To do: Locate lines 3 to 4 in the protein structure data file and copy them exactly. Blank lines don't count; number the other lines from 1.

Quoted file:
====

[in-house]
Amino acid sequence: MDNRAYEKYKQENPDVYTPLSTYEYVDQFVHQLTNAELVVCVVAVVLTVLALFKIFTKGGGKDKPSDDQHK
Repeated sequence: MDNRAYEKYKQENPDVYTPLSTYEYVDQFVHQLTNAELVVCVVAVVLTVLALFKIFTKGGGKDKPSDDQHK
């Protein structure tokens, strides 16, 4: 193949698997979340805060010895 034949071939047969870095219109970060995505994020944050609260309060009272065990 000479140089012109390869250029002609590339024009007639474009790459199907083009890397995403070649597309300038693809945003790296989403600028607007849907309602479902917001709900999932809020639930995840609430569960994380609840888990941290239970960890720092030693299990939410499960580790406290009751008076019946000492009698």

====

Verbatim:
Repeated sequence: MDNRAYEKYKQENPDVYTPLSTYEYVDQFVHQLTNAELVVCVVAVVLTVLALFKIFTKGGGKDKPSDDQHK
């Protein structure tokens, strides 16, 4: 193949698997979340805060010895 034949071939047969870095219109970060995505994020944050609260309060009272065990 000479140089012109390869250029002609590339024009007639474009790459199907083009890397995403070649597309300038693809945003790296989403600028607007849907309602479902917001709900999932809020639930995840609430569960994380609840888990941290239970960890720092030693299990939410499960580790406290009751008076019946000492009698």